Well, the Green Bay Packers have already made some significant moves during this early stage of free agency. Jimmy Graham and Muhammad Wilkerson are now in Green Bay, and longtime fan favorite Jordy Nelson is gone.
Guess Gutey wasn’t playing around, huh?
Anyways, the Packers still, as of right now, have 12 picks in the 2018 NFL Draft.
This week’s mock is a mix of who I think Green Bay will covet, and what I would do with that situation. I used Fan Speak’s very nice draft simulator, with Matt Miller’s Bleacher Report big board on the Difficult setting.
14: Round 1 Pick 14
Harold Landry, EDGE Boston College
With Derwin James, Denzel Ward and Josh Jackson all coming off of the board within four picks of Green Bay’s, defensive back was no longer a realistic option, and Landry is still the best pass rusher in the draft. He tested well coming off of his ankle injury that hampered him most of this past season, and Green Bay is still in need of both talent and depth at EDGE. Landry fits the bill here, and gives new defensive coordinator Mike Pettine a toy to work with. With the potential of Clay Matthews playing in one of his last seasons in Green Bay, Landry can learn from the best pass rusher in franchise history and be ready to take over in 2019.
45: Round 2 Pick 13
D.J. Moore, WR Maryland
With Jordy Nelson no longer in Green Bay, wide receiver suddenly jumps to the top of the team needs list. D.J. Moore is one of the better receivers in this class, and if he’s available at pick 45, it would be a coup for the Packers. Moore can play in the slot and outside, and should make an immediate difference in a Packers offense that has lacked explosion from their wide receivers in the past couple of seasons. Moore can play outside immediately, and keep Randall Cobb in the slot for the time being. Moore’s ability to make plays after the catch will quickly endear him to the fans of the Green and Gold as well.
76: Round 3 Pick 12
Nick Nelson, CB Wisconsin
After posting some eye popping numbers at Wisconsin’s Pro Day, Nelson compounded a solid performance at the Combine and could find his way into Day 2. Cornerback was already a dire need, and then new General Manager Brian Gutekunst traded Green Bay’s best for DeShone Kizer. Nelson, in my opinion, can play outside or in the slot. He’s an extremely aggressive cornerback, and I think Mike Pettine will admire that about Nelson’s game. His quick feet (3.88 short shuttle and 6.69 3-cone at Pro Day) could serve him well inside, where he’d be able to press smaller receivers and allow him the recovery speed if he gets beat off of the line. The Packers need cornerback help badly, and Nelson is among the best available here in the 3rd round. It was a joke at the Combine that “why would someone move from Hawai’i to Wisconsin,” but at least he won’t have to move far again, from Madison to Green Bay.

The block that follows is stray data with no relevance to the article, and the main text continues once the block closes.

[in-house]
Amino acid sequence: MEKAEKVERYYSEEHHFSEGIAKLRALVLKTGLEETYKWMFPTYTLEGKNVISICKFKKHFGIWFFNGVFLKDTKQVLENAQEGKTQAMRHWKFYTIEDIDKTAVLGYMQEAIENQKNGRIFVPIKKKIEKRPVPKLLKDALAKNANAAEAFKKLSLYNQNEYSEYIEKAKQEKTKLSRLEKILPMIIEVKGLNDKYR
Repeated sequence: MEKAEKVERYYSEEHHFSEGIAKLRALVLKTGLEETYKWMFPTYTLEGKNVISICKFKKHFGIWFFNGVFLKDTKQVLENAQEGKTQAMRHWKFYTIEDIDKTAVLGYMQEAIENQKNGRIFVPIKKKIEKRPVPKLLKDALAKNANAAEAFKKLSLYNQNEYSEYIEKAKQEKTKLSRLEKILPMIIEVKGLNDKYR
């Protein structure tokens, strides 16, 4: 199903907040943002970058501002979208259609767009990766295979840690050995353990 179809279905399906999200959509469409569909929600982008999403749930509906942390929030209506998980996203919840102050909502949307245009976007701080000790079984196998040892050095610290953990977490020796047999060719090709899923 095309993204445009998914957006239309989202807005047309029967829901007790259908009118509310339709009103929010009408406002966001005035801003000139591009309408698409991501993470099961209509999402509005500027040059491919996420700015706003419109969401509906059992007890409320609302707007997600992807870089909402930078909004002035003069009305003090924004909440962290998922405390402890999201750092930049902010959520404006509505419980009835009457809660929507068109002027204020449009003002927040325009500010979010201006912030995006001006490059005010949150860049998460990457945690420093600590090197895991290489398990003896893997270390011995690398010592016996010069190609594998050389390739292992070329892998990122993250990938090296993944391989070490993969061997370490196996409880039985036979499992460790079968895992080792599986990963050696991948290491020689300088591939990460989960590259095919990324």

101: Round 4 Pick 1
Simmie Cobbs Jr., WR Indiana
If you take Moore in the 2nd, and Cobbs in the 4th, and you’ve replaced Nelson and Cobb (no pun intended) for 2019. Cobbs is a big receiver at 6’4” and around 220 pounds. He can be a jump ball threat that Green Bay has never really had on the outside, drawing some attention away from Davante Adams and D.J. Moore. Cobbs Jr. was a victim of a poor offense this past season at Indiana, but if you watch him vs Ohio State in Week 1, you can see how talented he is. He even got the better of Nick Nelson a few times in their matchup this past season, so they’ll be able to continue that into training camp. This is a bit of a value pick, but he’s well worth it. This will be the second straight season that Green Bay will have the first pick of Day 3, allowing them to take their highest rated player available.
133: Round 4 Pick 33
Holton Hill, CB Texas
Mike Pettine likes big, physical bump and run cornerbacks. Enter Holton Hill. Hill had some off-field issues at Texas, but in the late 4th it’s worth the chance for a talent like Hill. In the mold of an Antonio Cromartie-type athlete, Hill is over 6’1” and his length and athleticism would be a likely Top 50 talent without the off-field baggage. With guys like Mike Daniels and some seemingly stronger leadership and personalities on defense with Pettine around, this could be a nice environment for the former big time recruit for Texas to rehab his image a bit and have some early playing time. This would be another coup for Gutekunst, getting a 2nd round talent in Day 3.